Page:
Target sought to apply the exceptions to the damages cap found in S.C. Code Ann. § 15-32-530 (B) and (C), which provide:

(B) The limitation provided in subsection (A) may not be disclosed to the jury. If the jury returns a verdict for punitive damages in excess of the maximum amount specified in subsection (A), the trial court should first determine whether:

(1) the wrongful conduct proven under this section was motivated primarily by unreasonable financial gain and determines that the unreasonably dangerous nature of the conduct, together with the high likelihood of injury resulting from the conduct, was known or approved by the managing agent, director, officer, or the person responsible for making policy decisions on behalf of the defendant; […]

If the trial court determines that either item (1) or (2) apply, then punitive damages must not exceed the greater of four times the amount of compensatory damages awarded to each claimant entitled thereto or the sum of two million dollars and, if necessary, the trial court shall reduce the award and enter judgment for punitive damages in the maximum amount allowed by this subsection. If the trial court determines that neither item (1) or (2) apply, then the award of punitive damages shall be subject to the maximum amount provided by subsection (A) and the trial court shall reduce the award and enter judgment for punitive damages in the maximum amount allowed by subsection (A).

(C) However, when the trial court determines one of the following apply, there shall be no cap on punitive damages:

(1) at the time of injury the defendant had an intent to harm and determines that the defendant’s conduct did in fact harm the claimant; […]

Subsections (B) and (C) require special findings relating to, inter alia, unreasonable financial gain as a motivation for the wrongful conduct or the defendant’s intent to harm.  The Garrison Court held that evidence of these facts “may or may not be introduced at trial in the absence of the defendant’s pre-trial assertion of the punitive damages cap.”  Therefore, the Court found it unfair and unrealistic to assume that such evidence will always be introduced in any given case, and pointed to both South Carolina precedent and persuasive federal case law that “disregard[ed] the fiction that a plaintiff is automatically on notice that a defendant will invoke a statutory damages cap to limit a jury’s award.”

II. The Court Rejects Texas Case Placing Burden on Plaintiff

Despite its “logical appeal,” the Court chose to disregard Zorrilla v. Aypco Construction II, LLC, a Texas Supreme Court case offered by Target, which held that the state’s statutory cap on punitive damages “did not bear the characteristics of an affirmative defense or avoidance” because it did not “require proof of any additional fact to establish its applicability.”  469 S.W.3d 143, 157 (Tex. 2015).  The Zorilla Court placed the burden on the plaintiff to show that a case fell within one of the exclusions, and that because the statute did not place the burden of proof on the defendant, it was not an affirmative defense or avoidance that the defendant was required to plead.  See id.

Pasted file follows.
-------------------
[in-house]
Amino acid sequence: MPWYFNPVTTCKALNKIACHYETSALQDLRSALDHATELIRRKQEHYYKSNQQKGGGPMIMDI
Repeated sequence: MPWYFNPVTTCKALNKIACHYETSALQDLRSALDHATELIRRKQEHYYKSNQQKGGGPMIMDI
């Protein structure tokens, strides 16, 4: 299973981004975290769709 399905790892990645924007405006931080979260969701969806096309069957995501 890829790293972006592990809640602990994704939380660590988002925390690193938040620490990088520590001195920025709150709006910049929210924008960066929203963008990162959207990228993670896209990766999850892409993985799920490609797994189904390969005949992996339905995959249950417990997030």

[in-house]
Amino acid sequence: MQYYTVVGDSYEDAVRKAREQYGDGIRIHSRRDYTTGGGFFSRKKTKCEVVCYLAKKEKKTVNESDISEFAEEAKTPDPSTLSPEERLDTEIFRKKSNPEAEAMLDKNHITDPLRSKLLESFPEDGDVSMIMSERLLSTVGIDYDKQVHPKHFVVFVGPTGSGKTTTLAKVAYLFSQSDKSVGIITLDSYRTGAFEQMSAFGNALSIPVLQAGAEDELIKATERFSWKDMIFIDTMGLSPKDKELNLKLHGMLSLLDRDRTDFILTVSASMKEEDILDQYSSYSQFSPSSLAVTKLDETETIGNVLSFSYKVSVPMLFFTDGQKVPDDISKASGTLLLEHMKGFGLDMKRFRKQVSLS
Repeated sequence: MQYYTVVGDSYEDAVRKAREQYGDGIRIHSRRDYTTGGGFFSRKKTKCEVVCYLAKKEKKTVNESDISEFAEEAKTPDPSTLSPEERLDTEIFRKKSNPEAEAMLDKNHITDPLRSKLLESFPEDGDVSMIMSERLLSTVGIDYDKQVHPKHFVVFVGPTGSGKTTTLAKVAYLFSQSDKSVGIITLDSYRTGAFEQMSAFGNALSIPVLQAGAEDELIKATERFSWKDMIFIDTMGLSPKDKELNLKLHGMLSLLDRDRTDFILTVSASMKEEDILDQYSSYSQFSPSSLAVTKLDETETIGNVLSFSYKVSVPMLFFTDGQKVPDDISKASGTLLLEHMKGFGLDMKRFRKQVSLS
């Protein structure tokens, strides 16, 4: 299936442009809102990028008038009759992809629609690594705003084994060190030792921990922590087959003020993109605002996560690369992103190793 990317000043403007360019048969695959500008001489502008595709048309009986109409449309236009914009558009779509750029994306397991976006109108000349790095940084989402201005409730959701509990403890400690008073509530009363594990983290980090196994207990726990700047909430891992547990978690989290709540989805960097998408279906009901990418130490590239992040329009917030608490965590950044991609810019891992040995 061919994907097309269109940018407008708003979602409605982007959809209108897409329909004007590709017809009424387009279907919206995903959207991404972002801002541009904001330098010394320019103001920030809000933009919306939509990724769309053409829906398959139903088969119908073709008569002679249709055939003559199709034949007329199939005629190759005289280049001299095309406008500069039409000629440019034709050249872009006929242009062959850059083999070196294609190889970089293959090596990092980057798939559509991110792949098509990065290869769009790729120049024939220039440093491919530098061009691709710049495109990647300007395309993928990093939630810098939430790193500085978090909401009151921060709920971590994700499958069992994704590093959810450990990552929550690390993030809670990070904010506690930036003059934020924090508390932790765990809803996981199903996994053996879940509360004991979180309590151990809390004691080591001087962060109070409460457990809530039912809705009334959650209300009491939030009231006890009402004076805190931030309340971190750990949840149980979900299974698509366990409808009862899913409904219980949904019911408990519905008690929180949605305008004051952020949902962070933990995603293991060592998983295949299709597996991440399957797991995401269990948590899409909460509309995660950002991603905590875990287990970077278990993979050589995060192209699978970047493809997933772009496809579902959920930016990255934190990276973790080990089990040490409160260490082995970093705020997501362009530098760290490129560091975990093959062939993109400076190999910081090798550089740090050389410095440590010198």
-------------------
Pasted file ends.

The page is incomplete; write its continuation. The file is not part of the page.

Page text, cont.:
The Garrison Court held that because the criteria of S.C. Code Ann. § 15-32-530 “undoubtedly affected [the] proof at trial,” it involves “more than just a pure issue of law” and that “[to] develop the evidence necessary to invoke one of the two alternatives of the $500,000 cap, a plaintiff must first obtain the evidence through extra discovery or other investigative measures—measures that are less likely to unfold without prior notice that the defendant will raise the cap as an issue before the circuit court.”  The Court noted that “section 15-32-530 does not provide for a separate post-trial evidentiary hearing to submit evidence pertaining to the factors set forth in subsections (B) and (C),” leading the Court to believe that S.C. Code Ann. § 15-32-530 requires “the circuit court to make a determination under subsections (B) or (C) based on the evidence presented to the jury at trial.”

III. Ultimate Holding

The Court concluded that in this case, Target was required to plead the cap in S.C. Code Ann. § 15-32-530 or, at the very least, “raise the defense prior to the conclusion of discovery so that the Garrisons would have had prior notice of the additional evidence they needed to lift the punitive damages limit.”


The Garrison decision has wide-reaching implications for civil litigation attorneys on both sides of the aisle.  For defense counsel, it means that they must plead the statutory cap on punitive damages in their responsive pleadings or risk it being deemed waived, leaving clients with potentially millions in punitive damages exposure.  For plaintiffs’ counsel, it means going the extra mile in discovery to be sure that they have sufficient evidence to contest the cap, if timely asserted by defense counsel.  It is likely that this case will be heard by the South Carolina Supreme Court within its upcoming terms of court.  Until then, attorneys across the state will continue to adjust to the post-Garrison landscape.

About the Author: Meagan Allen is an associate with Martineau King PLLC and focuses the majority of her practice on personal injury and construction litigation defense. Comments and feedback are welcome.  Meagan can be contacted by email at [email protected].

Important Disclaimer: The above is not legal advice and is made available for educational purposes only.  You should not act upon this information without seeking advice from a lawyer licensed in your own state or jurisdiction.  This article should not be used as a substitute for competent legal advice from a licensed professional attorney in your state or jurisdiction.  The presentation of this information does not form a lawyer/client relationship.